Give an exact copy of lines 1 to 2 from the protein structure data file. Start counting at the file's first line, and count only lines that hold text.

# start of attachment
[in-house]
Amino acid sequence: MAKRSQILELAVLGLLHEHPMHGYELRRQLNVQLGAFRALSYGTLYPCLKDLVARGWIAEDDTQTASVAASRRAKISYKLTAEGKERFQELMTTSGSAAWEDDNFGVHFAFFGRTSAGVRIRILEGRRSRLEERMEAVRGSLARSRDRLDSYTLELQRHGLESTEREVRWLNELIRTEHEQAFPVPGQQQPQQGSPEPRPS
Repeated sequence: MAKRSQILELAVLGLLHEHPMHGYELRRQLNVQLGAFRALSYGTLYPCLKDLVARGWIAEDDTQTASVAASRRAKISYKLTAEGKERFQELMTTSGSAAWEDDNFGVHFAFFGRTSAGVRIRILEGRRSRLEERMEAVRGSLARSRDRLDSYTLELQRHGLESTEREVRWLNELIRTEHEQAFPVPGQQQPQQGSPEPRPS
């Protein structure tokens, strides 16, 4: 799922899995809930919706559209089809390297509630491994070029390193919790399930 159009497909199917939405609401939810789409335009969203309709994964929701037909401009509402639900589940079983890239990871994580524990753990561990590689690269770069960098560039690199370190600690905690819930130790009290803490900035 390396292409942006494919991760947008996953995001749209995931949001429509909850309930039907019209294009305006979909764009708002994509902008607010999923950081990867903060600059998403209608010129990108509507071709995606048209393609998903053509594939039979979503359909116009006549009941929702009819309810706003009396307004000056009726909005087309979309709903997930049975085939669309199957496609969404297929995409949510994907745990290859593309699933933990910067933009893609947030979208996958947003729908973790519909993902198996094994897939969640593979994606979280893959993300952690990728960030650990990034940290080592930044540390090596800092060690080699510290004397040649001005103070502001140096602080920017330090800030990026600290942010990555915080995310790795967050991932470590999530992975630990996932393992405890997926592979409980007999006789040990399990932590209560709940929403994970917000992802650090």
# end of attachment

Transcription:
[in-house]
Amino acid sequence: MAKRSQILELAVLGLLHEHPMHGYELRRQLNVQLGAFRALSYGTLYPCLKDLVARGWIAEDDTQTASVAASRRAKISYKLTAEGKERFQELMTTSGSAAWEDDNFGVHFAFFGRTSAGVRIRILEGRRSRLEERMEAVRGSLARSRDRLDSYTLELQRHGLESTEREVRWLNELIRTEHEQAFPVPGQQQPQQGSPEPRPS